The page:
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Turning Japanese

Once upon a time there was a country that was the envy of all others. Its currency was strong, its stock market was buoyant, its real estate was unstoppable, its banks were the largest in the World, its companies were imitated and their management techniques studied in business schools throughout the globe.

Then, one day, without any warning, everything began to go wrong. Markets went down, people couldn’t pay the outrageous mortgages they had used to buy expensive real estate. The economy got progressively weaker while analysts and policymakers forecasted a near term bottom and recovery while making one policy mistake after another.

That was Japan in the late ‘80s and early ‘90s. Nobody seemed to worry about 100 year mortgages and other oddities and nobody seemed to question the model because the market kept going up. Once the correction began, policy makers exacerbated the problem by trying to help every last financial institution. Banks were not forced by regulators to recognize their losses and so the final day of reckoning was indefinitely postponed until markets recover. Except markets never recovered (the Nikkei is still almost 75% below its peak of 1989).
Analysts said the problem was eminently cultural. The Japanese value the community ahead of the individual and they prefer to endure a long deflationary period rather than embarrass their bankers and ultimately their country. Sadly, by avoiding the problem, they managed to do both. Eventually somebody had to recognize the consequences of the bad decisions that are inevitably made during long, prosperous booms.

Fortunately, this could never happen in The United States. Americans understand risk-taking. Nothing ventured, nothing gained. If you fail, get up, wash your face and try again. Markets are allowed to clear. If someone has to go bankrupt, so be it. It is not the end of the World and, eventually, under these dynamic conditions, everyone who looks for it gets a second chance. We take our losses and move on because that is good for the economy. We understand the system.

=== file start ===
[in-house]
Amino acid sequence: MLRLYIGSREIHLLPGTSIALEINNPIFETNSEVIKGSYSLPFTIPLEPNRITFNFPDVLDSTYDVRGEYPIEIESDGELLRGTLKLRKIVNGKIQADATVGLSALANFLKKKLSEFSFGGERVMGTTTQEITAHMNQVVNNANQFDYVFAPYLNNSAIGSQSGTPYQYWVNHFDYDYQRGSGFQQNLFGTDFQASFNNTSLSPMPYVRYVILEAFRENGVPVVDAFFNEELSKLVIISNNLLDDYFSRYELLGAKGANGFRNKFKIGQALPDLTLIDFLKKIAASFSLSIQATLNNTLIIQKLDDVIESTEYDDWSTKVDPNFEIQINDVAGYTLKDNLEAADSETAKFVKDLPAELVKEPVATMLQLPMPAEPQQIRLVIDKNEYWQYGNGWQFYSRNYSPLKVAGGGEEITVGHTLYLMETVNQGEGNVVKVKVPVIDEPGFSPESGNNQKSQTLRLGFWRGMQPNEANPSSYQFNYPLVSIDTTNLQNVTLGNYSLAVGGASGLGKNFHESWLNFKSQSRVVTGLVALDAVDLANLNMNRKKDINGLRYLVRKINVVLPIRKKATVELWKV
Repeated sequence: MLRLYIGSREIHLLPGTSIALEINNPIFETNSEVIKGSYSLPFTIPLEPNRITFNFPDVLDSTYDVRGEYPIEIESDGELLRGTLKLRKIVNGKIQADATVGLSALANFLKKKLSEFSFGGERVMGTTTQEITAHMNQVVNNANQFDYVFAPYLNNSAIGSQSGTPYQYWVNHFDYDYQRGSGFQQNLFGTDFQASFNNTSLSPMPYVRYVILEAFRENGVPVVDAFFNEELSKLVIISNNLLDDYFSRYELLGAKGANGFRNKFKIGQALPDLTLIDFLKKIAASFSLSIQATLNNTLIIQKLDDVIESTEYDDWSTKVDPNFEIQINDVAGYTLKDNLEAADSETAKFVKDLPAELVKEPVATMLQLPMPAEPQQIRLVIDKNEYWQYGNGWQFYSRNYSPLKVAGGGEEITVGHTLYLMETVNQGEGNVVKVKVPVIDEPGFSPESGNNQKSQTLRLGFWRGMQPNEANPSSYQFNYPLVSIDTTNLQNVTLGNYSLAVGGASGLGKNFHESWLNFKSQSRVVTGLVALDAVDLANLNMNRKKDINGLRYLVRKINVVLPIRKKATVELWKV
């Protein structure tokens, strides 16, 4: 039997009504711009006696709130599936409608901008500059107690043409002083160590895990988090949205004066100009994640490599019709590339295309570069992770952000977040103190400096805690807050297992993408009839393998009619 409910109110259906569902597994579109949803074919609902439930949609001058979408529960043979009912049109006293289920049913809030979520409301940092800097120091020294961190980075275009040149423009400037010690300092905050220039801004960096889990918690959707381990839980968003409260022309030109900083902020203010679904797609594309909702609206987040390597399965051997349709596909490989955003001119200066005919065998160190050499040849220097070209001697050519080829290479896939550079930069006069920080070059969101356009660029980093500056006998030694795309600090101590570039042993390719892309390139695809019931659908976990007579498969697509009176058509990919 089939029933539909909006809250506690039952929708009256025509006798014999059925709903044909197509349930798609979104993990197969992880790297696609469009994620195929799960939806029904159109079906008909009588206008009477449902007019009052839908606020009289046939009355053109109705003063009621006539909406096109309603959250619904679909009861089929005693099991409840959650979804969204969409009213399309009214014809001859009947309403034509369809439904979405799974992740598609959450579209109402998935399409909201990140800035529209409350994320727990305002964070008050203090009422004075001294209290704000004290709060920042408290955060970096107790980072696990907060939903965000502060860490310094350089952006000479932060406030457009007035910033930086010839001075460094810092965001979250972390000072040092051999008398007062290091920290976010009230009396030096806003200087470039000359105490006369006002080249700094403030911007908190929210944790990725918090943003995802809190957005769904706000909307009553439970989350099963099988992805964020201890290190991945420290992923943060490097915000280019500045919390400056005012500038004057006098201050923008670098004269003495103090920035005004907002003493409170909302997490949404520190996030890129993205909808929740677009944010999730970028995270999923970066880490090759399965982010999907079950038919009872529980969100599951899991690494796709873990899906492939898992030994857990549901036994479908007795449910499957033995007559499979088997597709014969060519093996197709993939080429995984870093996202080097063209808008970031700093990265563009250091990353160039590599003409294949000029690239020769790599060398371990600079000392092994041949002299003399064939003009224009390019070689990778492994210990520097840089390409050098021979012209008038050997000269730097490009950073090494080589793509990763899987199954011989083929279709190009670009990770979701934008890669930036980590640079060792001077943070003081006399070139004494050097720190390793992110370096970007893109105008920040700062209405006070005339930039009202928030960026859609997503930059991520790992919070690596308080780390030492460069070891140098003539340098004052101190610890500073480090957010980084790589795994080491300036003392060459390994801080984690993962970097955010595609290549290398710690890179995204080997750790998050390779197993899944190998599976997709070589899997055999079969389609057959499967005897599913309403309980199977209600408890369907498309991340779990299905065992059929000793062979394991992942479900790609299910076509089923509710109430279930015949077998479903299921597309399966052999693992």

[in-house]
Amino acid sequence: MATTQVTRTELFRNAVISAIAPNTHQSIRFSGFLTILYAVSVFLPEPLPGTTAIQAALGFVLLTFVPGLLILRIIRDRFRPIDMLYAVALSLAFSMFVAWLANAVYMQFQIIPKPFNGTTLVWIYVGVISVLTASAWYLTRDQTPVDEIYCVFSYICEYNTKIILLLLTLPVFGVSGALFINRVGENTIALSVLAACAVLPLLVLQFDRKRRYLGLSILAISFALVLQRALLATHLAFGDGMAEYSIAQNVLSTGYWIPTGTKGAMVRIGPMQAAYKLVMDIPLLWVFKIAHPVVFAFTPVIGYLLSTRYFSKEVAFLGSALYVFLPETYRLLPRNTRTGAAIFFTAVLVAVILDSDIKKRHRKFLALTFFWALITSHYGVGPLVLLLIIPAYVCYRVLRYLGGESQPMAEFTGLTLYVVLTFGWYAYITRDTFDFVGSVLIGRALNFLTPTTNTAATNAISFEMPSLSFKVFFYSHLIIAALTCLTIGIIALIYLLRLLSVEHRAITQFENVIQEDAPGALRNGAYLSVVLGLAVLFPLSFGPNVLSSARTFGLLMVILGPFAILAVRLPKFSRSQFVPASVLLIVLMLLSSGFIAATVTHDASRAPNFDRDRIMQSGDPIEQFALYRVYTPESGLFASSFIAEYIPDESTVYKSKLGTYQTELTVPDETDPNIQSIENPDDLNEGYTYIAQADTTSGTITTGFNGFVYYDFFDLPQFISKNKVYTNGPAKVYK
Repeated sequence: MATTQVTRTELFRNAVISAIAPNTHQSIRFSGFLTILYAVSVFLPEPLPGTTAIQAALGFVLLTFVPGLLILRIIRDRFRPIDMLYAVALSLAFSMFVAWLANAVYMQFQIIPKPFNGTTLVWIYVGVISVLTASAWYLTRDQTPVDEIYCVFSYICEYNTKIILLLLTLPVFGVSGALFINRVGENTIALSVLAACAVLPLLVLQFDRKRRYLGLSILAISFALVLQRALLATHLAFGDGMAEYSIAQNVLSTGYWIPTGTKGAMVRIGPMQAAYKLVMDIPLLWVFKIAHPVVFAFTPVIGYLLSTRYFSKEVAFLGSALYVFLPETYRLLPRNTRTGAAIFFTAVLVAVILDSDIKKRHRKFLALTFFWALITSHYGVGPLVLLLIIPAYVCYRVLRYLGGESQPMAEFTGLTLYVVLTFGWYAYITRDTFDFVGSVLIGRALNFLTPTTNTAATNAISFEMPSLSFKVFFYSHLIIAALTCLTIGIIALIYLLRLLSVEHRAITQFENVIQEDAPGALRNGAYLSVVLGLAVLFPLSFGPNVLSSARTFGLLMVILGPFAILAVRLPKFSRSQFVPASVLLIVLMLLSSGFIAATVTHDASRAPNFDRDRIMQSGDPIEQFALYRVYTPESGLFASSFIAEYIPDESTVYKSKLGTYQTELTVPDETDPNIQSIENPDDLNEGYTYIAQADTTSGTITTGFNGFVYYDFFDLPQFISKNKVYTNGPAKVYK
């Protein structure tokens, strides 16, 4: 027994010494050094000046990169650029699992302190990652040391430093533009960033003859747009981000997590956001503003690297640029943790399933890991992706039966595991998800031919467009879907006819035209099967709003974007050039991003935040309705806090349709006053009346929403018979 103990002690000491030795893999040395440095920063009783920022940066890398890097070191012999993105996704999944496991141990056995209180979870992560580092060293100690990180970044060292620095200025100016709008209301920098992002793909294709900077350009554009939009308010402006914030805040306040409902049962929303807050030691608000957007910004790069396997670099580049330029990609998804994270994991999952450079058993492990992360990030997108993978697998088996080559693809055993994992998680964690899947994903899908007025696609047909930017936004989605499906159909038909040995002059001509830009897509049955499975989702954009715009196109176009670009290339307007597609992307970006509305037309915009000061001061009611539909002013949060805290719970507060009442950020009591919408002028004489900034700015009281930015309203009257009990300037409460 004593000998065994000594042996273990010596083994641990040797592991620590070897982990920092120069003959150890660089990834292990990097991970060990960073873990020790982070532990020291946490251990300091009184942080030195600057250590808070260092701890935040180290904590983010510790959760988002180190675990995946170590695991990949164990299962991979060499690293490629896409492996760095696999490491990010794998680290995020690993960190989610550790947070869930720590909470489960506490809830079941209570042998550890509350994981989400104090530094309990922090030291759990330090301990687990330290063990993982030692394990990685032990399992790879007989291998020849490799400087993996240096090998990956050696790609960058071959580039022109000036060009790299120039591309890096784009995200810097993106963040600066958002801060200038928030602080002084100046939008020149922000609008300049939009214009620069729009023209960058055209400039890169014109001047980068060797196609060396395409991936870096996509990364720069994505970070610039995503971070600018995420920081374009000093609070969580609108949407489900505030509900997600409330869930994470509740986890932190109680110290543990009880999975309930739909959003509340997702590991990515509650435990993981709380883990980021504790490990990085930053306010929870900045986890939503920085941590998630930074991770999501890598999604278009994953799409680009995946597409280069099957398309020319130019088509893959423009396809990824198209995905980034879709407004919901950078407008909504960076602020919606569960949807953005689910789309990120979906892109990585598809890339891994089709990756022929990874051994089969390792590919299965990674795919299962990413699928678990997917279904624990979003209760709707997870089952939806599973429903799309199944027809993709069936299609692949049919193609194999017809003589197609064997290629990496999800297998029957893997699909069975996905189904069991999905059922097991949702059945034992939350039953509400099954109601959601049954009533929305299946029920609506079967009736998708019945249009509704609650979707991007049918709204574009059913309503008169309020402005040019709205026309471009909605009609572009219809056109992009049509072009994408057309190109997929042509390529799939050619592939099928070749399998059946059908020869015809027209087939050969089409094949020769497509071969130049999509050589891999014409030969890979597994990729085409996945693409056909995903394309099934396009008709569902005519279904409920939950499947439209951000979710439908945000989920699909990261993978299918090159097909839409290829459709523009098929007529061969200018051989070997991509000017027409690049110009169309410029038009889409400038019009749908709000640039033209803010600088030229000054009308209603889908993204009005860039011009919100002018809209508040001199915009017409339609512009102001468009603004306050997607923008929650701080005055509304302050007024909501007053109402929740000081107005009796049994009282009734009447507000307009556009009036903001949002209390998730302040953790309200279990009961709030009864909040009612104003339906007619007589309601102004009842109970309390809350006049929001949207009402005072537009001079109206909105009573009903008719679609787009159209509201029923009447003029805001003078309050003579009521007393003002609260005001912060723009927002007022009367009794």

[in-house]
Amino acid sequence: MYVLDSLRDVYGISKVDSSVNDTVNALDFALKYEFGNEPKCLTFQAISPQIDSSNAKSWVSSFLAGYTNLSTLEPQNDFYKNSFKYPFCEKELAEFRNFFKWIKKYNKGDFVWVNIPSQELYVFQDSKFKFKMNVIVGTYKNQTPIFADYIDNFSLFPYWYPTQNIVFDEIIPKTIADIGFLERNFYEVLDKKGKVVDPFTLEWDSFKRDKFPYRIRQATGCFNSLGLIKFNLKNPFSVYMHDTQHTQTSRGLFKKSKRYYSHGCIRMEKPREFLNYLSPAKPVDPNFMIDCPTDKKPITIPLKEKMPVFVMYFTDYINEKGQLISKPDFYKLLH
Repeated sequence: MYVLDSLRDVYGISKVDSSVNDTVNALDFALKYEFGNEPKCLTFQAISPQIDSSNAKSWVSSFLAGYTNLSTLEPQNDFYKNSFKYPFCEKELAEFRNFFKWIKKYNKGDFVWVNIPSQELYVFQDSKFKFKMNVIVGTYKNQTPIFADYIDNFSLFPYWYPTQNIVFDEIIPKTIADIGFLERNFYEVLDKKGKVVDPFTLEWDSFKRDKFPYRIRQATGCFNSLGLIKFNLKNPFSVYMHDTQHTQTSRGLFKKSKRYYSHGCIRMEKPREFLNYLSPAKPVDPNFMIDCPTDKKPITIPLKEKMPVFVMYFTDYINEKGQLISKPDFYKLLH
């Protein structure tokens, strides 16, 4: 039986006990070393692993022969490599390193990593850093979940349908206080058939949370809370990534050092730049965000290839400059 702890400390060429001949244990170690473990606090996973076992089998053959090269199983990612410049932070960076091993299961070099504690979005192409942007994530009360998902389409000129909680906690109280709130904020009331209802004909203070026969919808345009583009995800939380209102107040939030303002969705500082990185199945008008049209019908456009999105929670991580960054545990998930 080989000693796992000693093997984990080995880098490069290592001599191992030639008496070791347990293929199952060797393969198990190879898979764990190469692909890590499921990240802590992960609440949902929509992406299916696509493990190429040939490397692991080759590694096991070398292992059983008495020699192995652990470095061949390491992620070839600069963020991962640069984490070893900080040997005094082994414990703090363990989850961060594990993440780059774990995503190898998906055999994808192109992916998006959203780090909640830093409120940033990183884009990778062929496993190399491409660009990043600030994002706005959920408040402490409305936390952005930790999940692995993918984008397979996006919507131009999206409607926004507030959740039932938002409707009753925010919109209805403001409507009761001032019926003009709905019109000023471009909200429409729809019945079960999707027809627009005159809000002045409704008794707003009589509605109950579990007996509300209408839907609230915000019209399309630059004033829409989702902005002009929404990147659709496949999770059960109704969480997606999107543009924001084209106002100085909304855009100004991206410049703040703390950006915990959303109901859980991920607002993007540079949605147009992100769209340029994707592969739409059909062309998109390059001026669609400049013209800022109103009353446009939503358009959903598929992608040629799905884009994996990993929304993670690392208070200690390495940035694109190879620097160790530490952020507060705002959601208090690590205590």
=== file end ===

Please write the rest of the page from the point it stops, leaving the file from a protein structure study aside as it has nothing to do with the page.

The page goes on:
Or do we?

Most analysts and market historians think that prolonged bear markets only come from policy mistakes. Japan in the ‘90s and the World in the ‘30s are classic examples. Naturally, we try to avoid policy mistakes. Except the allure of waiting for the market to bail us out is just to hard to resist. According to several stories published since yesterday (here is one), the US Treasury and the Federal Reserve have decided that the best policy for our banks is to follow a Japanese strategy. In other words, let the banks mark their loans and toxic securities at whatever price they (the banks not the regulators) deem reasonable until the market recovers or until they earn their way out of the problem by borrowing from the government at zero percent whichever comes first.

Call me old-fashioned, but I think it is at least illogical to ask any society to subsidize the industry where the average compensation is the highest while neglecting other basic needs. In any case, since I have yet to hear of a town-hall heckler complaining about bank subsidies I suppose this topic is not a high priority for the American people. The problem with the strategy, however, is that it has very little chance of success.

Unless you think real estate prices will come back in a hurry, most of the losses Ms. Bair worries about have already occurred. In fact, much money has already been lost no matter what happens next. Thus, the choices are when and/or how fast are the losses going to be recognized. Mr. Geithner, like the Japanese, hopes that the banks will write them off as they earn money from current activities either by increasing reserves or selling assets at a loss. Except nobody forces them to do so. As you may know, the dirty secret of the financial system is that one gets away with whatever the regulator and the market allow. Since both are currently looking the other way the banks have chosen not to do anything for the time being. That way, their earnings looks good and, you guessed it, they can compensate their talent.

I suppose this state of affairs could last for a very long time (ref. Japanese model), or maybe this will all blow up soon (the Nikkei was spooked several times by this issue), or (less likely) the politicians will force the regulators to act, or (least likely) the regulators will blow-up their chances of landing a job in Wall Street and act on their own. In the meantime, the banks will continue to surprise everyone by posting good earnings while they sit on their toxic assets and postpone the day of reckoning. If that day ever comes (I was tempted to write "when" but I hate predictions) all mentioned above will excuse themselves by stating that "things were worse than expected." Bonuses securely in the their bank accounts, toxic waste the responsibility of the American taxpayer, and fairness avoided by virtue of the ignorance of the average voter.

Fortunately, both Geithner and Bernanke have studied the Japanese crisis so they have all the information they need.